2. Image Dissector Camera: Philo Farnsworth, an American inventor, developed the Image Dissector camera tube around the same time as Zworykin’s Iconoscope. The Image Dissector captured images as a series of electron scans, which could then be converted into an electronic signal for broadcast.
  3. Emitron and Super Emitron Cameras: These were developed by the British company EMI in the mid-1930s. The Emitron was similar to the Iconoscope and Image Dissector, but it had improved light sensitivity. The Super Emitron, which was a combination of the Emitron and the Image Orthicon (another type of camera tube), was even more sensitive and provided better image quality.
  4. Image Orthicon Camera: Developed by RCA and introduced in the 1940s, the Image Orthicon camera tube was often referred to as the “Immy.” It provided very good image quality and was widely used in television studios for many years.

These early video cameras were large, complex, and expensive, and they were primarily used in professional settings like television studios.

It wasn’t until several decades later, with the development of the camcorder, that video cameras became accessible to consumers.

What were the first consumer video cameras?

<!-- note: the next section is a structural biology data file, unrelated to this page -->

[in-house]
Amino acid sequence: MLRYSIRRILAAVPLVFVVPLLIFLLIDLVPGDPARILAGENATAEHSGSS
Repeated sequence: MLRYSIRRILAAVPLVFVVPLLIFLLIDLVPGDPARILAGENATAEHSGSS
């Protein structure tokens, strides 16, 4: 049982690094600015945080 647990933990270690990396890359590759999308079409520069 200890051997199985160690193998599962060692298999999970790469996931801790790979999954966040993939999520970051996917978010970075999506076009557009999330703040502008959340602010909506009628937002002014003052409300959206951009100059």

a video camera sitting on top of a white table.

Sony Betamovie BMC-100P camcorder | Wikimedia Commons

The first consumer video cameras, often referred to as camcorders, were developed in the early 1980s.

These devices combined a video camera and a video recorder into a single, portable unit. Here are some of the key developments:

  1. Sony Betamovie BMC-100P: Introduced in 1983, the Sony Betamovie BMC-100P was the first consumer camcorder. It recorded onto Betamax tapes, which were smaller versions of the professional Betacam tapes used in television studios. The Betamovie was a significant development because it allowed consumers to record and playback video with a single device.
  2. JVC GR-C1: Introduced in 1984, the JVC GR-C1 was the first VHS camcorder. It was notable for its compact design and its use of full-size VHS tapes, which could be played back on any VHS VCR. This made it much easier for consumers to record and watch videos, as they didn’t need any special equipment to play the tapes.
  3. Sony Handycam CCD-V8: Introduced in 1985, the Sony Handycam was a significant development because it used 8mm video tapes, which were even smaller than VHS and Betamax tapes. This allowed for a more compact and lightweight design, which made the camcorder more portable and convenient to use.

These early consumer video cameras were revolutionary because they made video recording technology accessible to the general public.

This had a profound impact on society and culture, as it allowed people to record and share their own videos.